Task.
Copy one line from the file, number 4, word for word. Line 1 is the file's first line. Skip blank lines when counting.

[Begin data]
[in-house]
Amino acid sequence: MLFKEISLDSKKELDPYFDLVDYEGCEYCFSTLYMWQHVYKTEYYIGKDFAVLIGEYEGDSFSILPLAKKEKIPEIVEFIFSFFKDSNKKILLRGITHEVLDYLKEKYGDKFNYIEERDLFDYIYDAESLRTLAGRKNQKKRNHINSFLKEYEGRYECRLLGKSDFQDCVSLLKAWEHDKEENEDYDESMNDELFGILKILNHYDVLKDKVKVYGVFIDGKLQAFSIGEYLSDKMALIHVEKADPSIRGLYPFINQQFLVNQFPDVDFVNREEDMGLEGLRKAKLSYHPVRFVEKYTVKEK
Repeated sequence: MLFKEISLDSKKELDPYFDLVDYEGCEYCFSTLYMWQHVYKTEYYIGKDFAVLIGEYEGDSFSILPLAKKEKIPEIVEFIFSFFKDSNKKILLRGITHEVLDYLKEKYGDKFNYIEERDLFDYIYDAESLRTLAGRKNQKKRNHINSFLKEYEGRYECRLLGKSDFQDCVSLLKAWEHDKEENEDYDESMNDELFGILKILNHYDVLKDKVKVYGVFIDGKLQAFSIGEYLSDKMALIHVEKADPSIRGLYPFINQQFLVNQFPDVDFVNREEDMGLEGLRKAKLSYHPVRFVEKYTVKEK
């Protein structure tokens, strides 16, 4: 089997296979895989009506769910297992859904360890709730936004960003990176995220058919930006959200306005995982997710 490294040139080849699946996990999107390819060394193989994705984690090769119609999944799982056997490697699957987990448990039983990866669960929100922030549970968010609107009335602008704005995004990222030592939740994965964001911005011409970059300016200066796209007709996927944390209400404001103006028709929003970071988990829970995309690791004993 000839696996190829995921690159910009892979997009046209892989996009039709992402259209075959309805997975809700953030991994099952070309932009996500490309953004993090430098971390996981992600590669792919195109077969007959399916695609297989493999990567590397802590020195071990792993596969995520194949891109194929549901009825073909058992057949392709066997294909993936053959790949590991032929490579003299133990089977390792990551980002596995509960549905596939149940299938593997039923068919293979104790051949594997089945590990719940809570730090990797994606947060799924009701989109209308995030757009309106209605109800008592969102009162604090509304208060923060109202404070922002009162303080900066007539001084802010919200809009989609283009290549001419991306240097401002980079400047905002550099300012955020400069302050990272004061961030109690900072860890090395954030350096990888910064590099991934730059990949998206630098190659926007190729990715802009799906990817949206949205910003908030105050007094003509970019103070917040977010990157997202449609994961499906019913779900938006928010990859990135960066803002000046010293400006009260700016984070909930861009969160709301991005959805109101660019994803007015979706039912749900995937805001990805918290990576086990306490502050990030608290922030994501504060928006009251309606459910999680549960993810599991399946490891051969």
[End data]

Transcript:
């Protein structure tokens, strides 16, 4: 089997296979895989009506769910297992859904360890709730936004960003990176995220058919930006959200306005995982997710 490294040139080849699946996990999107390819060394193989994705984690090769119609999944799982056997490697699957987990448990039983990866669960929100922030549970968010609107009335602008704005995004990222030592939740994965964001911005011409970059300016200066796209007709996927944390209400404001103006028709929003970071988990829970995309690791004993 000839696996190829995921690159910009892979997009046209892989996009039709992402259209075959309805997975809700953030991994099952070309932009996500490309953004993090430098971390996981992600590669792919195109077969007959399916695609297989493999990567590397802590020195071990792993596969995520194949891109194929549901009825073909058992057949392709066997294909993936053959790949590991032929490579003299133990089977390792990551980002596995509960549905596939149940299938593997039923068919293979104790051949594997089945590990719940809570730090990797994606947060799924009701989109209308995030757009309106209605109800008592969102009162604090509304208060923060109202404070922002009162303080900066007539001084802010919200809009989609283009290549001419991306240097401002980079400047905002550099300012955020400069302050990272004061961030109690900072860890090395954030350096990888910064590099991934730059990949998206630098190659926007190729990715802009799906990817949206949205910003908030105050007094003509970019103070917040977010990157997202449609994961499906019913779900938006928010990859990135960066803002000046010293400006009260700016984070909930861009969160709301991005959805109101660019994803007015979706039912749900995937805001990805918290990576086990306490502050990030608290922030994501504060928006009251309606459910999680549960993810599991399946490891051969």